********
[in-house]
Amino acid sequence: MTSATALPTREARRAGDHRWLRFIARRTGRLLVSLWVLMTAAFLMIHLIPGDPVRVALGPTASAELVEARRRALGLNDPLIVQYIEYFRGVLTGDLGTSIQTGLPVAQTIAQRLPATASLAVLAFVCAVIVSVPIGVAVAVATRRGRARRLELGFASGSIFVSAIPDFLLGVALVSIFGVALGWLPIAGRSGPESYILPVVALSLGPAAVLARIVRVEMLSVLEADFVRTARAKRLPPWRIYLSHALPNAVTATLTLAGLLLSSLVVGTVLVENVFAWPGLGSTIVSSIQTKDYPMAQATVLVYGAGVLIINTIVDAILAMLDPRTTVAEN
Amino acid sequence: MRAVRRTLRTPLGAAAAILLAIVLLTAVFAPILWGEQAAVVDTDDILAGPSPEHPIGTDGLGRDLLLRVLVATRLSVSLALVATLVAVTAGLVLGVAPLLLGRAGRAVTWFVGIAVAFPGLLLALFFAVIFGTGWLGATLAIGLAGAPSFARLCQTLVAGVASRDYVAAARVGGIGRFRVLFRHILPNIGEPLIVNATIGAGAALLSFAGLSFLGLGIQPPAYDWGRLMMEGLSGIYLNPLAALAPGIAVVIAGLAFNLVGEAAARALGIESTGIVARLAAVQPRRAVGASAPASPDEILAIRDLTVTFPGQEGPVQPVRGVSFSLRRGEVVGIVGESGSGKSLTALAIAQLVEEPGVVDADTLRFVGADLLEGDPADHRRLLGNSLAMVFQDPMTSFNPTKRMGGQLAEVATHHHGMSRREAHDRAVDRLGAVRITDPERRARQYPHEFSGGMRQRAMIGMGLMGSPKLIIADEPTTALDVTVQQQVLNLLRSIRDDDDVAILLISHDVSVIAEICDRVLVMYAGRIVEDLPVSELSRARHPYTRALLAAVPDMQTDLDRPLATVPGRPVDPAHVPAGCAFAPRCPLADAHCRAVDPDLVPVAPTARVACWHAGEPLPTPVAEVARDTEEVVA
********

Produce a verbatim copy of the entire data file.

[in-house]
Amino acid sequence: MTSATALPTREARRAGDHRWLRFIARRTGRLLVSLWVLMTAAFLMIHLIPGDPVRVALGPTASAELVEARRRALGLNDPLIVQYIEYFRGVLTGDLGTSIQTGLPVAQTIAQRLPATASLAVLAFVCAVIVSVPIGVAVAVATRRGRARRLELGFASGSIFVSAIPDFLLGVALVSIFGVALGWLPIAGRSGPESYILPVVALSLGPAAVLARIVRVEMLSVLEADFVRTARAKRLPPWRIYLSHALPNAVTATLTLAGLLLSSLVVGTVLVENVFAWPGLGSTIVSSIQTKDYPMAQATVLVYGAGVLIINTIVDAILAMLDPRTTVAEN
Amino acid sequence: MRAVRRTLRTPLGAAAAILLAIVLLTAVFAPILWGEQAAVVDTDDILAGPSPEHPIGTDGLGRDLLLRVLVATRLSVSLALVATLVAVTAGLVLGVAPLLLGRAGRAVTWFVGIAVAFPGLLLALFFAVIFGTGWLGATLAIGLAGAPSFARLCQTLVAGVASRDYVAAARVGGIGRFRVLFRHILPNIGEPLIVNATIGAGAALLSFAGLSFLGLGIQPPAYDWGRLMMEGLSGIYLNPLAALAPGIAVVIAGLAFNLVGEAAARALGIESTGIVARLAAVQPRRAVGASAPASPDEILAIRDLTVTFPGQEGPVQPVRGVSFSLRRGEVVGIVGESGSGKSLTALAIAQLVEEPGVVDADTLRFVGADLLEGDPADHRRLLGNSLAMVFQDPMTSFNPTKRMGGQLAEVATHHHGMSRREAHDRAVDRLGAVRITDPERRARQYPHEFSGGMRQRAMIGMGLMGSPKLIIADEPTTALDVTVQQQVLNLLRSIRDDDDVAILLISHDVSVIAEICDRVLVMYAGRIVEDLPVSELSRARHPYTRALLAAVPDMQTDLDRPLATVPGRPVDPAHVPAGCAFAPRCPLADAHCRAVDPDLVPVAPTARVACWHAGEPLPTPVAEVARDTEEVVA